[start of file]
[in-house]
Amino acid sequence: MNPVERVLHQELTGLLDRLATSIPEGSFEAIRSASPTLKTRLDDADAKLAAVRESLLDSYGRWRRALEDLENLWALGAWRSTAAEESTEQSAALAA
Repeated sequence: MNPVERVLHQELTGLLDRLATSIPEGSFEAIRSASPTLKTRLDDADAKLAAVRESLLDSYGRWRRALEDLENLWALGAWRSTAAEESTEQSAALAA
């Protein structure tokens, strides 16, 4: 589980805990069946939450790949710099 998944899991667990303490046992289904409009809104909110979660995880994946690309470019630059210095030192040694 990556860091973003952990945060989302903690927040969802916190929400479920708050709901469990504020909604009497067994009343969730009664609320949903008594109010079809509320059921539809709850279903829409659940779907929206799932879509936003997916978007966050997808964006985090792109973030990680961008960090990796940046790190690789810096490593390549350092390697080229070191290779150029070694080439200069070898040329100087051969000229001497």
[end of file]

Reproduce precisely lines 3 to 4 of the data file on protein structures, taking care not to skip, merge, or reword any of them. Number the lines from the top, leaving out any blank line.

Repeated sequence: MNPVERVLHQELTGLLDRLATSIPEGSFEAIRSASPTLKTRLDDADAKLAAVRESLLDSYGRWRRALEDLENLWALGAWRSTAAEESTEQSAALAA
């Protein structure tokens, strides 16, 4: 589980805990069946939450790949710099 998944899991667990303490046992289904409009809104909110979660995880994946690309470019630059210095030192040694 990556860091973003952990945060989302903690927040969802916190929400479920708050709901469990504020909604009497067994009343969730009664609320949903008594109010079809509320059921539809709850279903829409659940779907929206799932879509936003997916978007966050997808964006985090792109973030990680961008960090990796940046790190690789810096490593390549350092390697080229070191290779150029070694080439200069070898040329100087051969000229001497």